Caution: Rough Road Ahead in Press Relations

Did you see this news last week? The Woman Transforming Oracle’s Salesforce Says She Was Fired After Talking To A Reporter.  According to the article, star Eloqua salesperson Jilrough roadl Rowley was working on a project to train 23,000 Oracle sales people on leveraging social media (LinkedIn, Twitter etc.) in their jobs and she was fired after describing her work to a reporter at Advertising Age.  Apparently, she violated Oracle’s social media participation policy.

I first met Jill when I was running marketing at VoiceObjects in 2007 and we worked with Jill to purchase Eloqua to run our email marketing campaigns. It seemed that lots of my colleagues in the Bay Area purchased Eloqua from Jill and she became a famous sales rep with her never ending energy and engaging personality.  In good humor, she called herself “EloQueen” on her business card.

When Eloqua was purchased by Oracle, Jill found herself in a new role leveraging the sales skills she had developed through the keen use of social media.  To me training Oracle sales people on social media was a perfect fit! So I was quite surprised by reading that she had been fired.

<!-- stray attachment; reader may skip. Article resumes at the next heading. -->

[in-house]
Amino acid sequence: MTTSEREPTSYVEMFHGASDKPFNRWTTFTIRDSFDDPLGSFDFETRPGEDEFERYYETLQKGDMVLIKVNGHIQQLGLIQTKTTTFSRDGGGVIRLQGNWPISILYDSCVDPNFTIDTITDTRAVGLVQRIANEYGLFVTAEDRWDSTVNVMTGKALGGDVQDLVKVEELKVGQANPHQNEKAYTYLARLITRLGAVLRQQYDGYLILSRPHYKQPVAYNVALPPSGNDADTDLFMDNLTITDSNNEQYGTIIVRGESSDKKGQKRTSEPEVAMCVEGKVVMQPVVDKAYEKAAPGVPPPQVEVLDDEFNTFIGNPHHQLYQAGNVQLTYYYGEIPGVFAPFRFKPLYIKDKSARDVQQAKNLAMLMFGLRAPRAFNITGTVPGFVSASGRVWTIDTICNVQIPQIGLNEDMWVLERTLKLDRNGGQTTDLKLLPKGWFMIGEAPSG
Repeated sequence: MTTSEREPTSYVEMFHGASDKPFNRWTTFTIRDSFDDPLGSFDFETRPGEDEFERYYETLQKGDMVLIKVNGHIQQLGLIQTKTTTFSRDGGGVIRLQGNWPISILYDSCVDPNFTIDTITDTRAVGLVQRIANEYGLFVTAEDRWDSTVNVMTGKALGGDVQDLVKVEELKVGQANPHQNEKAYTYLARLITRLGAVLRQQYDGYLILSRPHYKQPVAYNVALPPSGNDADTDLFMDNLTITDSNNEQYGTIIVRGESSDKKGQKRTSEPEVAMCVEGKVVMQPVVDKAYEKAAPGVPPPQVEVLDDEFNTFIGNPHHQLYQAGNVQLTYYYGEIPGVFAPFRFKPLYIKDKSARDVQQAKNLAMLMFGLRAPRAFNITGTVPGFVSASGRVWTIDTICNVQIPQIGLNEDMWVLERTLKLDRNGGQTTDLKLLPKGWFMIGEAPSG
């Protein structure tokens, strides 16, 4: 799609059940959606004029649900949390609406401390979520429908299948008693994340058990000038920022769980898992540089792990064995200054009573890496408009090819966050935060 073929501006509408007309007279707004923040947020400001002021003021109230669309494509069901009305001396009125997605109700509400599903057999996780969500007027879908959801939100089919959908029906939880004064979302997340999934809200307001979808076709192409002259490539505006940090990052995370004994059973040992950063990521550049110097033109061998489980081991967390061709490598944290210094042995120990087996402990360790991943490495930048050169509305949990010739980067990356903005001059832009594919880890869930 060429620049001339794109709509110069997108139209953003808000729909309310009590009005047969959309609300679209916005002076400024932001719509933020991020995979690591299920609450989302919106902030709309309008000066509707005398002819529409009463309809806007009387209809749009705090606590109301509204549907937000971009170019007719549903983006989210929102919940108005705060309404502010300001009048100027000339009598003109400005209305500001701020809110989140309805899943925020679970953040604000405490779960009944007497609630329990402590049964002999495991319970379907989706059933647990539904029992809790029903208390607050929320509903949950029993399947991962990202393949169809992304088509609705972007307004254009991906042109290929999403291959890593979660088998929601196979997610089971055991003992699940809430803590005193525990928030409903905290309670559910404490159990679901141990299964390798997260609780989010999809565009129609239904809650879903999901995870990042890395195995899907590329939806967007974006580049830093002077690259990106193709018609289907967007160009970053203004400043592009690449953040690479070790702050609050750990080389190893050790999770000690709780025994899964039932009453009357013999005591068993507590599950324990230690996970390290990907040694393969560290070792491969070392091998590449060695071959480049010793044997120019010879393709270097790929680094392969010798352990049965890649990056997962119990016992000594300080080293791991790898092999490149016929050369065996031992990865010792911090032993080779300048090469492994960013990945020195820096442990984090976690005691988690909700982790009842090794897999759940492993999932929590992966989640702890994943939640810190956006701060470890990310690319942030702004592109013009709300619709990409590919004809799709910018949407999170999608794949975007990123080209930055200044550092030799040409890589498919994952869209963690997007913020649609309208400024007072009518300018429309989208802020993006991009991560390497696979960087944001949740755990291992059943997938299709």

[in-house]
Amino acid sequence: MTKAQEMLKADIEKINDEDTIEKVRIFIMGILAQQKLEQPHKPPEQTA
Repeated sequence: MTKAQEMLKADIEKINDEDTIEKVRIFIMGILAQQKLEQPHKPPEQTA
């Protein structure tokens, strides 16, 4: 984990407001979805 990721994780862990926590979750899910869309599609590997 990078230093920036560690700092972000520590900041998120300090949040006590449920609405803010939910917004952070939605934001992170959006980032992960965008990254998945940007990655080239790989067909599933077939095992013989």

The irony of course is that we live in a world today where seemingly everyone is expressing themselves by blogging or through social media sites.  So the definition of a reporter is definitely getting blurred.  Isn’t everyone now a reporter?  So what’s the really difference between writing a tweet and talking to a reporter?  Don’t reporters report on what people are tweeting?

When I was at Oracle between 1988 and 1998, the company had really strict rules about talking to the press which almost everyone followed.  But I don’t know anyone who got fired for talking to a reporter.  Other things yes, but not talking to a reporter!

I don’t know the whole story of course but this event seems to be a really interesting . PR is not focused on press releases and controlled messages but more and more on social media postings.

Good luck Jill with your new consulting business!

Bonnie Crater

About Bonnie Crater

Bonnie is a 5-time VP of Marketing at Genesys, Netscape, Oracle (Network Computer Inc.), Stratify, and VoiceObjects. While valuing the creative side of marketing, Bonnie's real love is marketing operations -- measuring marketing investments and determining investment optimization. Now as CEO of Full Circle Insights, Bonnie is working to help fellow marketers get the data needed to succeed. In 2000, Bonnie was named one of the “Top 20 Female Executives in Silicon Valley” by San Jose Magazine. Bonnie holds a B.A. in biology from Princeton University.